Sunday Ragù

Every winter I like to make a huge vat of meat sauce and freeze it in small portions for the bleak months ahead. Though I am not copying any particular restaurant version here, the recipe is derived from Regina Schrambling's nearly perfect recipe for lasagna that appeared in the Times years ago. The lasagna was great, but I was floored by the sauce. I tweaked it to make it more Italian-American than authentic Italian - more tomato, more oregano, less meat. Even a dash of garlic salt at the end, though yes, I know that is cheating.

Make it while watching Goodfellas on a Sunday afternoon. Just remember to keep stirring the gravy.

Sunday Ragù

1/2 cup extra virgin olive oil
1 large yellow onion, diced
1/2 cup finely grated carrot
1 clove garlic, minced
6 ounces pancetta, sliced 1/4-inch thick and diced
1/2 bottle good red wine, preferably Italian
3 28-ounce cans whole tomatoes, preferably Muir Glen organic
3 tablespoons tomato paste
3 whole cloves garlic, lightly smashed
1 tablespoon dried oregano
sea salt to taste
a few grinds of black pepper
1/2 pound of Italian sausage, a mix of hot and sweet
1/2 pound ground sirloin
1 egg
1/4 cup freshly grated Pecorino Romano
1 clove garlic, minced
1/4 cup finely chopped Italian parsley, leaves only (about 3 sprigs)
flour for rolling
garlic salt to taste

Heat 1/4 cup of the extra-virgin olive oil in a heavy Dutch oven over high heat. When the oil begins to shimmer, add the onion, carrot, minced garlic, and pancetta, stir once, and reduce the heat to low. Continue stirring for 10 minutes, until the onions are wilted. Add the wine, bring to a boil, then simmer on medium-low heat for about 20 minutes, until the wine is mostly reduced. Open the canned tomatoes and snip them in pieces with kitchen shears while still in the can, then add the tomatoes and their juices to the pot. Add tomato paste, oregano, and smashed garlic cloves. Add salt and pepper, but err on the side of undersalting at this point, because you still have a lot of reducing to do. Bring to a simmer, then cook uncovered over the lowest heat for 1 hour. Don't let the sauce stick or it will burn.

Meanwhile, make the meatballs. Combine the ground sirloin, egg, cheese, minced garlic, parsley, and some salt and pepper in a bowl. Roll the mixture into golf-ball size balls, then roll the balls in a plate of flour to coat them. Heat the remaining 1/4 cup of olive oil in a skillet and brown the meatballs on all sides over medium-high heat. Do not cook the meatballs all the way through, just brown them. This should take about 3 minutes. Remove them from the skillet and reserve.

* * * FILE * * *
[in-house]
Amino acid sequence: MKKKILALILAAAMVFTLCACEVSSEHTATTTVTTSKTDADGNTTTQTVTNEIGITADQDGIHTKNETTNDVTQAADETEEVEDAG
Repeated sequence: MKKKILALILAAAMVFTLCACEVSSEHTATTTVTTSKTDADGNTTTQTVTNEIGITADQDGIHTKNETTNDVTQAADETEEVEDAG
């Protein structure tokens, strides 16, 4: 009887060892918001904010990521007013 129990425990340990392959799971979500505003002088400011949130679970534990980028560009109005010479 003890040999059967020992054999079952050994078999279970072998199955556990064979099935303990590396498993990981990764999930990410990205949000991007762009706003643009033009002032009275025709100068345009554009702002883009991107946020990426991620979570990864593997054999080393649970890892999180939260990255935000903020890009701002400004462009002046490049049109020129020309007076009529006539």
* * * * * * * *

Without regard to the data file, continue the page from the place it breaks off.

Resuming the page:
Slice the sausages open lengthwise and turn their meat out of the casings into a clean skillet set over medium-high heat. When they really begin to sizzle, turn the heat down to medium-low and saute until they are about halfway cooked. Remove the sausage with a slotted spoon and sprinkle it with salt and pepper. As Lidia Bastianich says, if you season each individual element of the sauce before combining them all, chances are you'll get a final product that's seasoned to taste.

After the tomato sauce has been cooking for 1 hour, add the sausage and meatballs and stir. Continue to simmer on the lowest heat, stirring at least once every 10 minutes, for at least another 1 1/2 hours (or until Goodfellas has ended). Don't forget to stir the gravy.

When the sauce is done, fish out the meatballs with a large spoon, chop them finely, and return the meat to the sauce and stir. Taste for seasoning, adding oregano and garlic salt as necessary.

How To Cook Pasta:

Fill a 5-quart size pot at least halfway to the top and throw in a handful of kosher salt. Yes, a handful. Never fear, you won't be consuming all the salt, just the salt that's absorbed by the pasta, a tiny fraction of the total amount of salt. The point is to make the water thoroughly salty, because then the boiling point is higher, and the pasta will be al dente and slightly, pleasantly salty.

When the water comes to a rolling boil, add the pasta. As soon as the water returns to a boil, set a timer to the minimum time on the package directions. When it's done, drain the pasta and return it to the still-warm pot. Stir in butter for an Italian-American take, if desired, until it is absorbed the the pasta. Add several spoonfuls of hot sauce to the pot, turn the heat on medium, and stir for a minute until the pasta begins to absorb some of the sauce. Pour into a bowl, top with a bit more sauce and a sprinkling of fresh grated Parmesan.

Variations on the Sauce:

For ragù Napoletano: Order the pancetta as one large 6-ounce piece and cut into large chunks. Cut the sausage into 1-inch chunks. Prepare the rest of the recipe as above, but at the end of cooking, remove all the meats and the garlic cloves. For a particularly refined version, you can pass the cooled sauce through a food mill. Serve with the reserved meatballs or sausage, or just as a sauce for pasta. Warn the vegetarians.

If you get hungry while making the sauce: You can always eat the Beaujolais Nouveau version of the sauce, that is, a bright, less complex version that's only just ripe for the picking. After an hour of cooking, before adding the sausage and meatballs, spoon a small amount sauce over pasta.

To freeze: Let the sauce sit overnight in the refrigerator, then ladle into 1/2 pint containers (for one serving) or pint containers (for two). I keep takeout containers for this purpose. Good for up to three months in the freezer. Reheat on the stove or in the microwave.

Makes 10 portions.